Despite the plain and unequivocal language of the statute, the Minnesota Supreme Court has “recognized that, even though great importance is attached to the homestead right, under certain circumstances a party may be estopped from denying a sale of the homestead even if the statutory requirements are not met.”  Id. The purpose behind the statute is to “ ‘ensur[e] a secure homestead for families,’ ” Wells Fargo Home Mortg., Inc. v. Newton, 646 N.W.2d 888, 895 (Minn.Ct.App.2002) (quoting Dvorak, 285 N.W.2d at 677), and to protect against “the alienation of the homestead without the willing signature of both spouses,” Dvorak, 285 N.W.2d at 678.   In certain circumstances when the purpose of the statute is not at risk, the Minnesota courts have applied estoppel to prevent a party from challenging the validity of a conveyance of a homestead.   In its most recent discussion of the equitable estoppel doctrine in this specific context, the Minnesota Supreme Court stated, in addressing whether a nonsigning spouse should be estopped from asserting the protections of § 507.02 to void a conveyance by her spouse, that estoppel applies where (1) the nonsigning spouse consents to and has prior knowledge of the transaction, (2) the nonsigning spouse retains the benefits of the transaction, and (3) the party seeking to invoke estoppel has sufficiently changed its position to invoke the equities of estoppel.   See Dvorak, 285 N.W.2d at 677-78 (discussing Seitz v. Sitze, 215 Minn. 452, 10 N.W.2d 426 (1943);  Fuller v. Johnson, 139 Minn. 110, 165 N.W. 874 (1917)).   All three factors must be present, cf.  Anderson v. First Nat'l Bank of Pine City, 303 Minn. 408, 228 N.W.2d 257, 260 (1975) (estoppel not appropriate where husband did not learn that wife forged his signature until after the transaction was complete (such that the first factor was not met), even though he did retain the benefits of the mortgage), and the third factor is critical, Dvorak, 285 N.W.2d at 678 (“[D]etrimental reliance by the party seeking relief is critical to a finding of estoppel.”).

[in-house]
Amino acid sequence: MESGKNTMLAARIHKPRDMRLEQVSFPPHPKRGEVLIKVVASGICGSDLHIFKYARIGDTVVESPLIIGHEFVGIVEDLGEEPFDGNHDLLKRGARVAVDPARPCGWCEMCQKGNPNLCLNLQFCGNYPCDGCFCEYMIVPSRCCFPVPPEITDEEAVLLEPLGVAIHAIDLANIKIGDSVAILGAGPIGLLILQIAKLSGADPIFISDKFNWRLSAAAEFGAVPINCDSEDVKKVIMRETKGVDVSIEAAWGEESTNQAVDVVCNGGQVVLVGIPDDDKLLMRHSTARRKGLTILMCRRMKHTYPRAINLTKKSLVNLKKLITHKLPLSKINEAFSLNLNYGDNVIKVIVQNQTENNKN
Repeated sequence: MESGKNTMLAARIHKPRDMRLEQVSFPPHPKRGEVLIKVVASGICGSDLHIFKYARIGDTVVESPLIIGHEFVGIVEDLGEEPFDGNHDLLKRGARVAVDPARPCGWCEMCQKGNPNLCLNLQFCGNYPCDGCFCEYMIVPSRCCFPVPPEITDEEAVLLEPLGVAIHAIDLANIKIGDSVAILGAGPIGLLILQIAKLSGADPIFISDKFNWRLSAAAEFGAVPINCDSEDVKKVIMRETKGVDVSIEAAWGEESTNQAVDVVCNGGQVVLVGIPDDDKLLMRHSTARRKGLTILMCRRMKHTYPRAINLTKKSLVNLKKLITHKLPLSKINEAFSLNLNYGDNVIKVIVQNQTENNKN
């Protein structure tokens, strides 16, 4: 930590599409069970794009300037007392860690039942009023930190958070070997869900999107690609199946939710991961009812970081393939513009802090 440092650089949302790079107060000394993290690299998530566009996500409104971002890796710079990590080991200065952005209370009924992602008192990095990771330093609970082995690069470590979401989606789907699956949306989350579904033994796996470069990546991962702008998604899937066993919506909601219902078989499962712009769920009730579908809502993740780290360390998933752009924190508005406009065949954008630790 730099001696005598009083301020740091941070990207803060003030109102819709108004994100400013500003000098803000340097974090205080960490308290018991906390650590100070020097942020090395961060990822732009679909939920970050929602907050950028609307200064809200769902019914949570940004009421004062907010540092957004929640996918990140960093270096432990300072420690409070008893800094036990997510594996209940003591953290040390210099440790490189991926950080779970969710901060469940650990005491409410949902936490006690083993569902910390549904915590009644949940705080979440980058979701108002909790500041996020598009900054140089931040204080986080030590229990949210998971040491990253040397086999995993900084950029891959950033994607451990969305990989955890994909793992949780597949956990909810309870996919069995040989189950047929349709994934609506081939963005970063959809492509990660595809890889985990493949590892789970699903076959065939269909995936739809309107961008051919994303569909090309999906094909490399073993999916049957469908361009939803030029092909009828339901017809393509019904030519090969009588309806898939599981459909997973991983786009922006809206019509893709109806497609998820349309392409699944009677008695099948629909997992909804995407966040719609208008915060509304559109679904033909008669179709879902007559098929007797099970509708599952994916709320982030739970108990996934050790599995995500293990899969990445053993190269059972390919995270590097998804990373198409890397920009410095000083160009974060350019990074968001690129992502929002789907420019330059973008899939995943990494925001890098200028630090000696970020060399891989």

Although the Minnesota Supreme Court refused to apply estoppel to the facts of the case in Dvorak because the purported transferee would not be substantially prejudiced by voiding the conveyance, see id. (noting that the only performance on the buyers' part was payment of $1,000 in earnest money, which was returned;  the buyers had not sold their own home or taken possession of the disputed property), we read Dvorak as definitive authority on the factors necessary to apply equitable estoppel under Minnesota law to preclude a party from relying on § 507.02 to avoid a conveyance.   See also Bullock v. Miley, 133 Minn. 261, 158 N.W. 244, 245 (1916) (applying estoppel where both spouses intended to alienate the homestead and gave expression to that intent and the party to whom the improper conveyance was made acted in reliance on the validity of the conveyance such that the denial of its validity four years later would work a manifest injustice to him).